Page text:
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Wartime Spies Get Their Due
New books, movies and the OSS Society pay tribute to our World War Two Secret Agents
As the waning days of the 75th anniversary of the end of World War II play out, the OSS is getting its own curtain call of sorts.
The Office of Strategic Services plays a leading role in The Quiet Americans, Scott Anderson’s magisterial account of four intrepid young men whose can-do missions in World War helped shape the future CIA (for better or worse).
While the OSS is rightly (and almost always) celebrated for its harrowing, behind-the-lines sabotage operations against the Nazis, especially in German-occupied France, it less famously conducted espionage efforts against the Axis powers from Europe to the Middle East and beyond. And no wonder the discrepancy: Anderson’s captivating account includes stories of astounding spying pratfalls by the fledgling service, such as when it discovered its Istanbul-based network was saturated with Nazi double agents.
But the numerous acts of personal courage by the young agents—most were barely out of college—deserve not only celebration on this anniversary but reflection. Take just one wartime episode, when one of Anderson’s four colorful protagonists, Michael Burke—debonaire future CIA agent, screenwriter, Ringling Bros circus executive and New York Yankees president—walked out of a forest unarmed and bluffed a German unit into a ceasefire, saving the lives of French resistance fighters. “James Bond before James Bond,” Anderson calls him.
Burke, from a privileged family, could’ve dodged combat. Instead he sought it out.
“I knew I must go,“ he later wrote, as recounted by Anderson. “This was my generation’s war. Simplistically, subjectively, I could not abide the thought of other people—my own friends perhaps—fighting to defend my wife and child while I sat safely home.“
Burke and the others put their lives on the line to fight the Nazis, now enjoying a twisted regeneration in Germany and the U.S.
"OSS set a standard for innovation, creativity, and risk-taking that has never been equaled,” says Charles Pinck, president of the OSS Society, which every year since 1961 has bestowed its William J. Donovan award, named for its founder, on “an individual who has rendered distinguished service to the United States of America.”
Last year the OSS Society honored retired Marine Corps General and former Trump administration Secretary of Defense James N. Mattis. In June, Mattis denounced the president as a threat to the Constitution and compared his divisive politics to the Nazis. Peter Sichel, 97, another OSS agent (and later CIA officer) featured in The Quiet Americans, only days ago told author Anderson that he suspected Trump had been targeted for blackmail years ago by the Russians. The old cold warrior readily admitted he had no evidence, “because I think we’re still in the early stages of unlocking all that has gone on,” he said.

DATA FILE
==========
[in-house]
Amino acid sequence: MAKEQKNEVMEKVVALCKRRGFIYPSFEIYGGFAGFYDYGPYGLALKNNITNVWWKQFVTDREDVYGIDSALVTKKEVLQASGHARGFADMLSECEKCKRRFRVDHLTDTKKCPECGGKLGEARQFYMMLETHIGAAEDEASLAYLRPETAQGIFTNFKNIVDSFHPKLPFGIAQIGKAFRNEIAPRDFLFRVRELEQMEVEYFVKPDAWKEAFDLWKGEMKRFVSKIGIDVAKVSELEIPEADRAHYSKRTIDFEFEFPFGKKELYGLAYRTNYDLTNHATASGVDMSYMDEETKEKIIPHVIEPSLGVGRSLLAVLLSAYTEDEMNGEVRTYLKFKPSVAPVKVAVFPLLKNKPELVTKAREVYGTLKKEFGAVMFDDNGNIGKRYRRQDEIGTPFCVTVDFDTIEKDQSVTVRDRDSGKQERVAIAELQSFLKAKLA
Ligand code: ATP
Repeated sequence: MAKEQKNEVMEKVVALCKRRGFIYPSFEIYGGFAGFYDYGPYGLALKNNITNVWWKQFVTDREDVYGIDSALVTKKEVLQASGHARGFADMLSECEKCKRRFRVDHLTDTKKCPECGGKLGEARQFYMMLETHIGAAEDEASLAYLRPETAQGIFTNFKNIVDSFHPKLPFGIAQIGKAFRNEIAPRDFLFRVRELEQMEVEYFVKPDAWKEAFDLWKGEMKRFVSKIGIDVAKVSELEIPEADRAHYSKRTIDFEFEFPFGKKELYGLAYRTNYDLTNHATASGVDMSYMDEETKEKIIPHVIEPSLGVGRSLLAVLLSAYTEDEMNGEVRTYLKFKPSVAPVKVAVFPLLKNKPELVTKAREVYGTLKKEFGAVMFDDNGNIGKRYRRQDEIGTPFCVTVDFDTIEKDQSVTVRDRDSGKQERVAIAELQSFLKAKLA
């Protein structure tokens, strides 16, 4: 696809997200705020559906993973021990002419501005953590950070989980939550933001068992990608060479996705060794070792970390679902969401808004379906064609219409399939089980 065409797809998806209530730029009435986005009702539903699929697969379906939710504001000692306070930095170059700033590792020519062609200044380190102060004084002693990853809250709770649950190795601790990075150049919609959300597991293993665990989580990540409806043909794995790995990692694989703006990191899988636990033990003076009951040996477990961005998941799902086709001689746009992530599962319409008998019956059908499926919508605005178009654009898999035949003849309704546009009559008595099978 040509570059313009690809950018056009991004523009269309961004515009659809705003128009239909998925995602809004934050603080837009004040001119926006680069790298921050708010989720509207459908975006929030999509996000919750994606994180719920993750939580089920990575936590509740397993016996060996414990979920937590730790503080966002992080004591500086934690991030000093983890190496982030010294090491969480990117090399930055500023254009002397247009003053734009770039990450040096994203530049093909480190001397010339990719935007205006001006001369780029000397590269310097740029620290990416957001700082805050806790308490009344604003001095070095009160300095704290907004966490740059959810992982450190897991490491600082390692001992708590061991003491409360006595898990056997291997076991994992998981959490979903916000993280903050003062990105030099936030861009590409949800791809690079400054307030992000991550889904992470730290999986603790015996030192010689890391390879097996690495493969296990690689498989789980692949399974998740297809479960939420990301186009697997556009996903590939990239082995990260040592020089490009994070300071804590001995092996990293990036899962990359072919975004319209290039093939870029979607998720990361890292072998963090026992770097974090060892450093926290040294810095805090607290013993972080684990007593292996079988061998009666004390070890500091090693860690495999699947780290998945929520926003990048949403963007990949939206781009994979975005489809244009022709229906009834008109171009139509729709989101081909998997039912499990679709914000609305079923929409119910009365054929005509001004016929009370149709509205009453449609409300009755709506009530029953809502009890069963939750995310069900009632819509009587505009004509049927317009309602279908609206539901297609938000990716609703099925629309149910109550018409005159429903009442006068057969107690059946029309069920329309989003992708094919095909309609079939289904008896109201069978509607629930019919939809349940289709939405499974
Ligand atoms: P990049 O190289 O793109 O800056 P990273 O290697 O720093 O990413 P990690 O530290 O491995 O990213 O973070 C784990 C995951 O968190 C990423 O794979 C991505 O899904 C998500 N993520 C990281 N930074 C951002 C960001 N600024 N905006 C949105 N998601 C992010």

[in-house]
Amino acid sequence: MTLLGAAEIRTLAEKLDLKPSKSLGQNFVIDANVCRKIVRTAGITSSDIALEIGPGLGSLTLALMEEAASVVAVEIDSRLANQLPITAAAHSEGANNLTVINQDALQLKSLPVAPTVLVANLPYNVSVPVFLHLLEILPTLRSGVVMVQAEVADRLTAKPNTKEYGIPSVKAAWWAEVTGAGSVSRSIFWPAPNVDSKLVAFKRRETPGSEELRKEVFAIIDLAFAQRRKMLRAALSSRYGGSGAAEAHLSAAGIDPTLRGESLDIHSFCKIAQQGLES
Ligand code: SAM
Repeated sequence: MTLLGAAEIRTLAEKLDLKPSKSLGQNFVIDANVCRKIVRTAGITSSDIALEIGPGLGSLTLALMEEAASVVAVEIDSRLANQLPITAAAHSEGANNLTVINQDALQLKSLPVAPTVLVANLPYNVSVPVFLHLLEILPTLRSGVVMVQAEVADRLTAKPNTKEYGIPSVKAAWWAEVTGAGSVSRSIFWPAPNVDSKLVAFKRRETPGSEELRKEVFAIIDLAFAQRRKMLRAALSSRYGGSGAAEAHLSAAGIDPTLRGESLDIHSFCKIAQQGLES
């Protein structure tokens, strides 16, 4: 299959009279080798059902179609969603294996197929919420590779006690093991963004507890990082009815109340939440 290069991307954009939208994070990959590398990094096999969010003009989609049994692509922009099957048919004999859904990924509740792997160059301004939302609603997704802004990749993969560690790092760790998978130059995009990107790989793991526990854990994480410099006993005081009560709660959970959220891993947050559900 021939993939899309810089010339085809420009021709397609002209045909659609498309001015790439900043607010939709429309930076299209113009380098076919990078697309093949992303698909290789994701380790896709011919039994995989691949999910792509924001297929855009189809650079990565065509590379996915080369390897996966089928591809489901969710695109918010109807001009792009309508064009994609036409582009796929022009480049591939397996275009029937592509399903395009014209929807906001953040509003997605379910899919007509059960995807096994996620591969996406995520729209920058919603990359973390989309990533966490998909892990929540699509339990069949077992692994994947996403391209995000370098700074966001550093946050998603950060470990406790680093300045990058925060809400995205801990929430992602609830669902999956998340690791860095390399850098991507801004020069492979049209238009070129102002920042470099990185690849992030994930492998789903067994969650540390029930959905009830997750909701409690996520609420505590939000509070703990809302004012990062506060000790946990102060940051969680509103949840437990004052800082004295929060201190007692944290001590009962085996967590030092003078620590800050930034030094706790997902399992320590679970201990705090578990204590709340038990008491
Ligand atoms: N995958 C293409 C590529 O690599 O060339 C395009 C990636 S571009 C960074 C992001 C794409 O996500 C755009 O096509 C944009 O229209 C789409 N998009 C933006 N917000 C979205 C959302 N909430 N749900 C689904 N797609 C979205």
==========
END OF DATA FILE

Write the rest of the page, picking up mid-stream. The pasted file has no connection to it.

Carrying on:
“What I can say is that the past four years have been very, very good for Vladimir Putin. And if Trump is reelected, the next four will be even better.”
The OSS Society was forced to cancel its annual Donovan awards gala this month because of the coronavirus. Instead it’s been hosting a month-long, online “Oh So Social Conversation Series” (a self-mocking reference to an old saw about the OSS having so many wealthy, Ivy League-educated spies in its ranks). Moderated by Michael Vickers, the renowned onetime Army Special Forces sergeant who rose to become undersecretary of defense for intelligence, the next “conversation,” on October 15, is dedicated to “National Security challenges for the next Administration.” That should be something. (It’s open to the public.)
The society is also featuring three documentary films on the OSS. One, Operation Overlord: OSS and the Battle for France, was written and directed by Carl Colby, whose father, William, a future CIA director, jumped into Nazi-occupied France as a member of the OSS Jedburghs, predecessor of the Green Berets. Another, Tip of the Spear: from Virginia Hall to Gina Haspel, recounts the history of women in the OSS and CIA. The site features another 200-plus OSS-related books.
I don’t know exactly how many books and articles have been written about Virginia Hall, but it’s a lot.
“The spy with the wooden leg,” as she’s been called, was a one-person terror to the Gestapo, which labelled her “the most dangerous of all Allied spies.” Yet her gender and disability long caused her male superiors to underrate her. With the U.S. staying out of the war until December 8, 1941, Hall worked for Britain’s Special Operations Executive until the OSS’s Donovan wisely snatched her up.
Sonia Purnell’s highly praised biography, A Woman of No Importance: The Untold Story of the American Spy Who Helped Win World War II, came out in paperback this year. But now her exploits are spotlighted in a new film thriller, A Call to Spy, whose writer/producer, director and stars, including Sarah Megan Thomas as Hall, are all female. It’s available to stream via IFC.
Great filmmaking, it’s not, but as the Los Angeles Times critic Michael Ordoña puts it, “It’s refreshing to come at the spy genre from a different angle and rewarding to be introduced to these extraordinary women.”
Indeed. See you next week with another edition of spies in the arts.